Play’s documentation shows the available features and how to use them, but the documentation will not show how to create an application from start to finish. This is where tutorials and examples come in.
§Activator Templates Overview
Many tutorials come in the form of templates, which can be downloaded as projects onto your computer.
A full list of templates can be discovered in the Activator Web Interface or by typing “activator list-templates” at the command line.
Templates are also published on the Lightbend website. A full list of both official and community contributed templates for Play can be found here.
Finally, the core Play templates are available as git repositories on Github under https://github.com/playframework/ and can be cloned directly from there.
§Creating a Project From A Template
In general, whenever you see a template, you can download the template by using the Github project name. For example, if you have an example Play project on Github called “some-awesome-play-template”, you can download and use the template by typing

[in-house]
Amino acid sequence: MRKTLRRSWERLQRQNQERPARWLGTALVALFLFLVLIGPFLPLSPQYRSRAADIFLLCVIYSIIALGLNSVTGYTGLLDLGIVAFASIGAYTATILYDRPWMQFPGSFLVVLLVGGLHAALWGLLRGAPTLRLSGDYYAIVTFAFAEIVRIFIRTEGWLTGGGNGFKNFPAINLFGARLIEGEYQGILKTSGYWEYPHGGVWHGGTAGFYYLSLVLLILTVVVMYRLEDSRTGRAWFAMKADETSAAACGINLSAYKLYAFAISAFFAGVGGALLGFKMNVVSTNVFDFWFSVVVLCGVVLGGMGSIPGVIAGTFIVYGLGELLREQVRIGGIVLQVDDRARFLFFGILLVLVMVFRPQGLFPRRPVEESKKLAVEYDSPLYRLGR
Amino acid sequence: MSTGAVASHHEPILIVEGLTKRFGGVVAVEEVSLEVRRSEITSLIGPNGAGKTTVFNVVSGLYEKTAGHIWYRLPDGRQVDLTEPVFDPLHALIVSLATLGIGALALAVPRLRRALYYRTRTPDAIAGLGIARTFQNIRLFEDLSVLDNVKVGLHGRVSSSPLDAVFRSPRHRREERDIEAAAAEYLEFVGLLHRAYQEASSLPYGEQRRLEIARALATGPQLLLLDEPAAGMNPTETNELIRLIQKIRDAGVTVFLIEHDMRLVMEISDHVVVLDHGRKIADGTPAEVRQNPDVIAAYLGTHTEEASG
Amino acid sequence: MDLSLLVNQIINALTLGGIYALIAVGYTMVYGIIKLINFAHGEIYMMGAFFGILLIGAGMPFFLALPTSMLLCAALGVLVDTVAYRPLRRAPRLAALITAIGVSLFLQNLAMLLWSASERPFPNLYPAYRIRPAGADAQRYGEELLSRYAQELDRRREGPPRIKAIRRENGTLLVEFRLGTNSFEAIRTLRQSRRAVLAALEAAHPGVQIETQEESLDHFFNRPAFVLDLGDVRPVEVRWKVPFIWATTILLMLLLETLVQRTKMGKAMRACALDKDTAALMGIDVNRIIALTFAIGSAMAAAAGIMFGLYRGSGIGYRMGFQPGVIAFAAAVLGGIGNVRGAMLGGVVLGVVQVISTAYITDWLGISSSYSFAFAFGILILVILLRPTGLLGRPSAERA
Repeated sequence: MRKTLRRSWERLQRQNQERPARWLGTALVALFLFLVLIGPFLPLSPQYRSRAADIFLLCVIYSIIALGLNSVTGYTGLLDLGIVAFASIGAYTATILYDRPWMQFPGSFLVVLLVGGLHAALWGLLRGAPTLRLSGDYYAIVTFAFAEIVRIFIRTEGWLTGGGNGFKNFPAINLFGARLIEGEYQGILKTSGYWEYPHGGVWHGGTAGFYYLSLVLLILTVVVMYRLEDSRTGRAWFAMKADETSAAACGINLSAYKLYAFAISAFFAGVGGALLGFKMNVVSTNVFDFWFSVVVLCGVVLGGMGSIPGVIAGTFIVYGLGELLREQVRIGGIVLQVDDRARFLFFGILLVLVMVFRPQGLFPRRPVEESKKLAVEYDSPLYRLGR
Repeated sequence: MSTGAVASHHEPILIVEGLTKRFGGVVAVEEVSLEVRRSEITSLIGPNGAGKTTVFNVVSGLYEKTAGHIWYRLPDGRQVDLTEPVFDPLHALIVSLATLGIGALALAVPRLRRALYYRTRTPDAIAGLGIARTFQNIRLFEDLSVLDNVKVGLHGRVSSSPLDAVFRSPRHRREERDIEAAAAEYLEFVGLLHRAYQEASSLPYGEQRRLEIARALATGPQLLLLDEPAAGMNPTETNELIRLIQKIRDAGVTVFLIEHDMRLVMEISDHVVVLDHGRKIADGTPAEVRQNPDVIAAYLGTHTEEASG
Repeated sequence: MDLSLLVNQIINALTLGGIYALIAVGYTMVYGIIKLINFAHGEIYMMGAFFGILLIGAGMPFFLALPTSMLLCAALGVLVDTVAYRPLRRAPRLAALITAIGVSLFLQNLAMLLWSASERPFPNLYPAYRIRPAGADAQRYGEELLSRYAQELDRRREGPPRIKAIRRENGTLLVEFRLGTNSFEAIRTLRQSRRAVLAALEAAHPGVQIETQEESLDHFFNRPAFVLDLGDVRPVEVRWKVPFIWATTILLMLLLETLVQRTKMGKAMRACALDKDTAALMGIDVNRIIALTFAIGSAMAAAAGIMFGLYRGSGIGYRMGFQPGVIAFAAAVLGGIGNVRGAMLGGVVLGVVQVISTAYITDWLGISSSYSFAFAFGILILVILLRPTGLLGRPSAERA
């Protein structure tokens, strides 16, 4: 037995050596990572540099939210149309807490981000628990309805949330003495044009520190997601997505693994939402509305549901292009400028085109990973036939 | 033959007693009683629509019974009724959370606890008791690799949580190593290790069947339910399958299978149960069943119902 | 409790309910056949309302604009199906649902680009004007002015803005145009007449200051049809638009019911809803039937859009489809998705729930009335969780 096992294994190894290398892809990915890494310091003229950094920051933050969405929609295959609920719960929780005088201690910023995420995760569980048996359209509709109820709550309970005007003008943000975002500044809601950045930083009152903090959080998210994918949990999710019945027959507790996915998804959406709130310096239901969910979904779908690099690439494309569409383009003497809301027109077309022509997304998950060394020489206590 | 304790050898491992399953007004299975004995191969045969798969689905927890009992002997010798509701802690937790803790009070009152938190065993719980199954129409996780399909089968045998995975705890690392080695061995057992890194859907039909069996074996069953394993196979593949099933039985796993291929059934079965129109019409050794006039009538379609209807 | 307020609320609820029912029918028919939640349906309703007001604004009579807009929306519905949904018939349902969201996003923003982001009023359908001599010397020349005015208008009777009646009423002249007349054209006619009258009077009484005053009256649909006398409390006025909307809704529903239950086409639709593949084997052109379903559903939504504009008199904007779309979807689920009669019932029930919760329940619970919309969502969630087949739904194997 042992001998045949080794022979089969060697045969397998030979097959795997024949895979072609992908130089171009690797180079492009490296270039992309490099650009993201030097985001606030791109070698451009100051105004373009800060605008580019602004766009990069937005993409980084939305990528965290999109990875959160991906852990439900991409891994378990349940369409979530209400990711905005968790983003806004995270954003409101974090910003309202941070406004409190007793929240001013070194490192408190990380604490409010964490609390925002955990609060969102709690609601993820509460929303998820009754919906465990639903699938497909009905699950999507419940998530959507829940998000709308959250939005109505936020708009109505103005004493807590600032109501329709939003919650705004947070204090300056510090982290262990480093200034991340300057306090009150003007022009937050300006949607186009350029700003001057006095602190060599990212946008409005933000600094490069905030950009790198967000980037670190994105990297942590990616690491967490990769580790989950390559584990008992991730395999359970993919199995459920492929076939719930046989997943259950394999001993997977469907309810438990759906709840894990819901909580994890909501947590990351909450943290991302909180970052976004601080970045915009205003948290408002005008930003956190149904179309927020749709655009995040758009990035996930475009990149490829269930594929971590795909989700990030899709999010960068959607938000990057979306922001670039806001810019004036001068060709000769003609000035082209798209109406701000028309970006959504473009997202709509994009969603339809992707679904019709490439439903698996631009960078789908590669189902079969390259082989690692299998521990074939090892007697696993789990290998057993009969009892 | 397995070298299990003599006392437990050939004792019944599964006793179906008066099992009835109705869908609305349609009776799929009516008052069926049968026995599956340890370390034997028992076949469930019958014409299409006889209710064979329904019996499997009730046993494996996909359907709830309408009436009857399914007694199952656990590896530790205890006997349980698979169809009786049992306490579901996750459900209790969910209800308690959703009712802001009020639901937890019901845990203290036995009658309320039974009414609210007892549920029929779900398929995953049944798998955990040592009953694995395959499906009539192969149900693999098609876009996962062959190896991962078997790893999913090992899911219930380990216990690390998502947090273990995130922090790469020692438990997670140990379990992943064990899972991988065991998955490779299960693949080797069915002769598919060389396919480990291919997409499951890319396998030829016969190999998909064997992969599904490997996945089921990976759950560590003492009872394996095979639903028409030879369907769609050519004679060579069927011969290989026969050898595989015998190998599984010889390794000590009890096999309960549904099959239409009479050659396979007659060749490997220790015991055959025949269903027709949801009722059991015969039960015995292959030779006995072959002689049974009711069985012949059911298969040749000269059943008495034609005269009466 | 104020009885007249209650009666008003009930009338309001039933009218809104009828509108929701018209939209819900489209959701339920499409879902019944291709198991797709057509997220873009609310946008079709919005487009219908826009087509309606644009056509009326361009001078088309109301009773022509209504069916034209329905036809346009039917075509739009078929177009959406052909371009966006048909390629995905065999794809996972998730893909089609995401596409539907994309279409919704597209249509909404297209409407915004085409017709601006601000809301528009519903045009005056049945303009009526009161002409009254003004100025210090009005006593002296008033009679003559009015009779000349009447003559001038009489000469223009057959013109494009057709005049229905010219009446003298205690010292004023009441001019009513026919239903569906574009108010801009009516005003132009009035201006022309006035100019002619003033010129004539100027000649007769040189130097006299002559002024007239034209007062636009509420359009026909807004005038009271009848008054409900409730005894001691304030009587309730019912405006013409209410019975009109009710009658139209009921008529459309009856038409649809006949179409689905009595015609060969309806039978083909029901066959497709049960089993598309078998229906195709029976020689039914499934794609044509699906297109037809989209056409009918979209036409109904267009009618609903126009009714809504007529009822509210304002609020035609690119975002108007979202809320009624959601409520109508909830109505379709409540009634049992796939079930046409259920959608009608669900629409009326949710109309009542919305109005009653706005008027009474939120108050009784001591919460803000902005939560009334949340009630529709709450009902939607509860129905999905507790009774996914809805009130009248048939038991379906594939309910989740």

activator new my-local-project-directory some-awesome-play-template
If you do not have activator installed or would prefer to use git, you can always clone the project the old fashioned way:
git clone https://github.com/playframework/some-awesome-play-template my-local-project-directory
Creating new projects is covered in more detail in Creating a new application.
§Play Maintained Seeds and Example Templates
This section covers the core tutorials and examples from Play. These are maintained by the core Play team, and so will be based on the latest Play release.
§Creating a Seed Template
If you are starting off a new Play project and don’t want any extras, you can use the seed templates by typing the following at the command prompt:
activator new my-scala-project play-scala
activator new my-java-project play-java
If you want to look at the template code without creating a new project, you can see the templates below:
§Database / ORM Access